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MARCH 19, 2003
12:00 PM
CONTACT:  Ipsos Public Affairs
Thom Riehle, (202) 463-7300

On The Eve Of War, The United States Stands Alone;
International Polling Shows Publics of Traditional U.S. Allies Oppose U.S.-British-Led Military Action to Remove Saddam Hussein
WASHINGTON - March 19 - As the world readies itself for imminent military action by the United States, Britain, Spain and some other allies to remove Iraqi leader Saddam Hussein from power, an international poll of adults in the G-7 countries plus Russia and Spain released today indicates that the United States very much stands alone.

The survey was conducted between February 28 and March 8, 2003 among 1,000 respondents in each of the United States, France, Japan, Spain, Canada, the United Kingdom, Germany, Italy and Russia. The sample for each country is considered accurate within +/-3.1%, nineteen times out of twenty. All countries were polled using random telephone methodology, with the exception of Russia where interviews were conducted on a face-to-face basis.

With United States President George Bush having given the Iraqi leader an ultimatum of 48 hours to leave the country or face swift military conflict, President Bush may be reflecting the views of a majority of Americans (61%) -- that Saddam Hussein should be removed from power as soon as possible, by force if necessary -- but not of those traditional allied populations in Canada, France or the United Kingdom.

When adults in four of the countries - Canada, France, U.K. and the U.S. - are given a choice between removing Saddam Hussein from power as soon as possible, by force if necessary, or extending the U.N. inspections process by at least four months and perhaps much longer, majorities in Canada (53%), the United Kingdom (55%) and France (66%) choose the United Nations inspections route over immediate removal by force. This is in contrast with a third (32%) of Americans who favor extended inspections.

As for removing the Iraqi leader from power as soon as possible, by force if necessary, those in France offer the least support (28%) followed then by the United Kingdom (39%) and Canada (41%). All interviews were completed before President Bush issued his 48-hour ultimatum to Saddam Hussein and his sons. Adults in each of the nine countries were also asked whether the foreign policies of the government in their country should aim to draw closer to U.S. policies or seek more distance from the U.S. (In the U.S., respondents were asked whether the policies of other countries should seek more distance or draw closer to U.S. policies.)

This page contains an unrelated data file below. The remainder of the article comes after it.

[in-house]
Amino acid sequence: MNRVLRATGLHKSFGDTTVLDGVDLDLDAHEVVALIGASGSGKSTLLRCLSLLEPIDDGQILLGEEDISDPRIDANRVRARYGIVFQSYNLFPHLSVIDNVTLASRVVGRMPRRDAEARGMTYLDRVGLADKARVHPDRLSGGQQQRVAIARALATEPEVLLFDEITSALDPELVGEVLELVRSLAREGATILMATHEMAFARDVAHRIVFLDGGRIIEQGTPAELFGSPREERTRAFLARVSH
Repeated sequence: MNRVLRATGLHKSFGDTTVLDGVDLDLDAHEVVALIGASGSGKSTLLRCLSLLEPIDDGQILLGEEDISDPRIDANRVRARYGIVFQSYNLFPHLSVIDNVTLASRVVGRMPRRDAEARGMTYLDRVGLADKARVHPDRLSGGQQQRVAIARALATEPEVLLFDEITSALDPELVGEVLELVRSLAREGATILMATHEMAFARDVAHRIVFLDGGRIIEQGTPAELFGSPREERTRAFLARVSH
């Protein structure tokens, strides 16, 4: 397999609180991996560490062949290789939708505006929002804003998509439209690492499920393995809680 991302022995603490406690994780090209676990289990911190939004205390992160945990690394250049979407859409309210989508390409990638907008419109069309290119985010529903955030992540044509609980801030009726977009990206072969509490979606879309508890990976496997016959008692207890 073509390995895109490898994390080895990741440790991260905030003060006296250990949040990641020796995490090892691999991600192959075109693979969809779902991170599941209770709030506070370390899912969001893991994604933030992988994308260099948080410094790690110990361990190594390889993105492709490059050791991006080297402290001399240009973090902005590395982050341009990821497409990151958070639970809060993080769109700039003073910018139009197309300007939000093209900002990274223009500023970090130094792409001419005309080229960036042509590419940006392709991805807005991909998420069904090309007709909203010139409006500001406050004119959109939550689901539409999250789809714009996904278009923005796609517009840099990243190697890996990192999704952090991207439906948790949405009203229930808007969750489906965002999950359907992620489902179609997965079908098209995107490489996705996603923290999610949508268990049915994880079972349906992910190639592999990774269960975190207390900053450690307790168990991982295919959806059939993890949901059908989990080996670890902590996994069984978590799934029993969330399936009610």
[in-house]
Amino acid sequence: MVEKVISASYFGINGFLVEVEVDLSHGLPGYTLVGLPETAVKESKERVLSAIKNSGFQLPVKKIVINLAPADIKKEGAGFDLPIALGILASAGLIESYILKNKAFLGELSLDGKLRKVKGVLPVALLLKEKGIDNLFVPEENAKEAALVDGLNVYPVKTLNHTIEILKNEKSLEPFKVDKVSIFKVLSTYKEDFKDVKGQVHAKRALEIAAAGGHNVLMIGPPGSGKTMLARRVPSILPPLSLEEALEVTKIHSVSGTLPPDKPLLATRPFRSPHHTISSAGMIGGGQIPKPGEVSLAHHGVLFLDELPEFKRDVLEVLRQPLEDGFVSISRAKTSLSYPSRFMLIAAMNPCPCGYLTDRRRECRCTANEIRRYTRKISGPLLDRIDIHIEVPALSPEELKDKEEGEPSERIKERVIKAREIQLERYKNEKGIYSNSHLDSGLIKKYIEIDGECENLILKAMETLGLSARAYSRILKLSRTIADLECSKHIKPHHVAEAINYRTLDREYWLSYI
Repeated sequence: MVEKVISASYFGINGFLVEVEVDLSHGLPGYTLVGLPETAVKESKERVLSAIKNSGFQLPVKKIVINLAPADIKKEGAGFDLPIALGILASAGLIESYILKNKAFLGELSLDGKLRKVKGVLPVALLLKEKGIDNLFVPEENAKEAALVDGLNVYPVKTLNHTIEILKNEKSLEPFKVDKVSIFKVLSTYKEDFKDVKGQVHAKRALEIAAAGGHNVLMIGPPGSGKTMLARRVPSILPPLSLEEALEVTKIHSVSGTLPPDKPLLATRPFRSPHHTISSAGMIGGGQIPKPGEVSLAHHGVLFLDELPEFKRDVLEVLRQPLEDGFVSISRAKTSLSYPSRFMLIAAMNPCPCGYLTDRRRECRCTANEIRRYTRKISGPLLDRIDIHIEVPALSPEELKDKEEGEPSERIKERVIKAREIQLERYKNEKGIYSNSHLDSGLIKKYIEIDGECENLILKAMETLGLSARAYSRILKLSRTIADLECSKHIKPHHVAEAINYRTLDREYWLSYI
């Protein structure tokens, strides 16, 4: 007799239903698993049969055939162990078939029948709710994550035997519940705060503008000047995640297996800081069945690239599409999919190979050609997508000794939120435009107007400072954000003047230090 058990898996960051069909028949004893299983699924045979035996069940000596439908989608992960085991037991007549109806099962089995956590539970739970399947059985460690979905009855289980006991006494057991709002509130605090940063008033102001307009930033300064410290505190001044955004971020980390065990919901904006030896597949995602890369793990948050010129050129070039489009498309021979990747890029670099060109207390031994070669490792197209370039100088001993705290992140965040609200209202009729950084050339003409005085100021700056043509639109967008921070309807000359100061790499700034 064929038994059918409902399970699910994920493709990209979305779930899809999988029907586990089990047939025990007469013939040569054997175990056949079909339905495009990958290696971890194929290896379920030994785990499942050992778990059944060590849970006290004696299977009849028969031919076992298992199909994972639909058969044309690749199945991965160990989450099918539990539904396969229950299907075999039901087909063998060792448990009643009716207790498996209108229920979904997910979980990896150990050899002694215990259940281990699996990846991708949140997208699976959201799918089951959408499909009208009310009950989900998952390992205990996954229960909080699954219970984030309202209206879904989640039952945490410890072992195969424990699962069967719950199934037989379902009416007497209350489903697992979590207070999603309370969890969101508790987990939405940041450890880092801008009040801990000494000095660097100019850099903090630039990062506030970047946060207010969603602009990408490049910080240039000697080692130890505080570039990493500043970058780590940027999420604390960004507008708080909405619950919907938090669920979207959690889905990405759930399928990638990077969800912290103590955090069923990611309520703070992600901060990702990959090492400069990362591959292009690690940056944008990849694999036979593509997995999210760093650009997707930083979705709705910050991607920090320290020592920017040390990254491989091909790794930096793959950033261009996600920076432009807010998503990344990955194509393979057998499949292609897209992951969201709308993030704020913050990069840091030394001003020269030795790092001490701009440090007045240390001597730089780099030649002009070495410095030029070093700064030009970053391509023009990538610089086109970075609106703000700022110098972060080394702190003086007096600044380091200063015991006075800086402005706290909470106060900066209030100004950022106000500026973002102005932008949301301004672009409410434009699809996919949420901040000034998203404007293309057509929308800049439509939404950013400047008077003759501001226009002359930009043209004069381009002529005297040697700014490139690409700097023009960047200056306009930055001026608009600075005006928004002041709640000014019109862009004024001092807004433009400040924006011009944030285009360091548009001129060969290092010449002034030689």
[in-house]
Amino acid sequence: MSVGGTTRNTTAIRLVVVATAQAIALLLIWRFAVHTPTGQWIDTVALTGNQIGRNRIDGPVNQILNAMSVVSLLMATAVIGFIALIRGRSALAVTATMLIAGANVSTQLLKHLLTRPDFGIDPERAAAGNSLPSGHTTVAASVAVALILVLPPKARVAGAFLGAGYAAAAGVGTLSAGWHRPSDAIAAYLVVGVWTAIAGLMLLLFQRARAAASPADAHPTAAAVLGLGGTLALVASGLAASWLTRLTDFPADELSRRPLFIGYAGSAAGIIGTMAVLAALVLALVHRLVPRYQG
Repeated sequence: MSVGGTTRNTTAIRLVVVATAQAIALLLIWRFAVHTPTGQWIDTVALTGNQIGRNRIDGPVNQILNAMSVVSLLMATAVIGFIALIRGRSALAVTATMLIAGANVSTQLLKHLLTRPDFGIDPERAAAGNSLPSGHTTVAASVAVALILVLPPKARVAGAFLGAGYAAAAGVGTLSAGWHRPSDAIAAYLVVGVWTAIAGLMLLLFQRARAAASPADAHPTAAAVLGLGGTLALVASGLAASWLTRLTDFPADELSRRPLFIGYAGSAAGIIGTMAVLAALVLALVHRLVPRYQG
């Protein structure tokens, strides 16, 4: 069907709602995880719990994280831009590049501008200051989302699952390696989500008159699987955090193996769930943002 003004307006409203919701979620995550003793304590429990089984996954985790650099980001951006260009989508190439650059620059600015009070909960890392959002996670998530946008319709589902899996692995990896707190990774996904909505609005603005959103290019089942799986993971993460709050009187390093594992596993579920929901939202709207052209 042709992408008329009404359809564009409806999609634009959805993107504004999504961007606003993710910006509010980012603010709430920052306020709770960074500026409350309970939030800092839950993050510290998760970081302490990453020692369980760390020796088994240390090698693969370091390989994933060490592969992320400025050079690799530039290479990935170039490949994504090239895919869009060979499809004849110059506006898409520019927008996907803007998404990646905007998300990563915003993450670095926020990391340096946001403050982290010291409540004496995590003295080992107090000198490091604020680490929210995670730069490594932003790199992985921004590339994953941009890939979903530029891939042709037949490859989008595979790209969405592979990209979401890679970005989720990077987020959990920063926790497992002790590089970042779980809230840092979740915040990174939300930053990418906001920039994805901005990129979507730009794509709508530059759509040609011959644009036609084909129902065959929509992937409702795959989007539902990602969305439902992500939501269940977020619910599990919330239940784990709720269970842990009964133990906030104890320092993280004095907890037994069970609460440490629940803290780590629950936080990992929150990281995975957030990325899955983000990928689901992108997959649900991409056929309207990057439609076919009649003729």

While a full majority of Americans (76%) believe that the foreign policies of other governments in the coming years should be closer to those of the United States as opposed to those which distance themselves more from U.S. policy (15%), it's clear that the United States stands alone in this wish, as well. Of the other eight major countries surveyed, citizens in a majority of five of the countries want their own governments to distance themselves more from the United States, while three other countries essentially split or tilt towards distancing themselves from the U.S.

This trend is most evident in France (67% distance more from the U.S. versus 22% get closer to the U.S.), followed then by Japan (63% distance versus 28% closer), Spain (60% distance versus 13% closer), Canada (54% distance versus 38% closer) and the United Kingdom (52% distance versus 36% closer).

Germany is split with 46% urging their government policies to get closer to the U.S. versus 44% who want to distance themselves. Italy (40% distance versus 37% closer) and Russia (37% distance versus 25% closer) split but tilt towards distance. (The numbers above do not add up to 100% because of the don't know category and a volunteered depends category).

Which of the following approaches to the situation would you be more likely to support? (To view chart, go to online version at link above.)

In its foreign policy approach in the coming years, should the government in your country (for U.S. - should governments in other countries) get closer to the U.S. or distance itself more from the U.S.? (To view chart, go to online version at link above.)

These are the findings of an Ipsos poll conducted between February 28th and March 8, 2003. The poll is based on a randomly selected sample of 1,000 respondents in each of the United States, France, Japan, Spain, Canada, the United Kingdom, Germany, Italy and Russia. With a sample of this size, the results are considered accurate in each country to within +/-3.1 percentage points, 19 times out of 20, of what they would have been had the entire adult population in a country had been polled.

This survey, the first in a series covering opinion in the G-7 plus Russia and Spain, is a cooperative effort by Ipsos France, Ipsos-Reid in Canada, and Ipsos Public Affairs in the U.S. The Paris-based Ipsos Group is the second-largest survey-based research firm in the world, with specialties in advertising, media, customer satisfaction, public opinion and market research.


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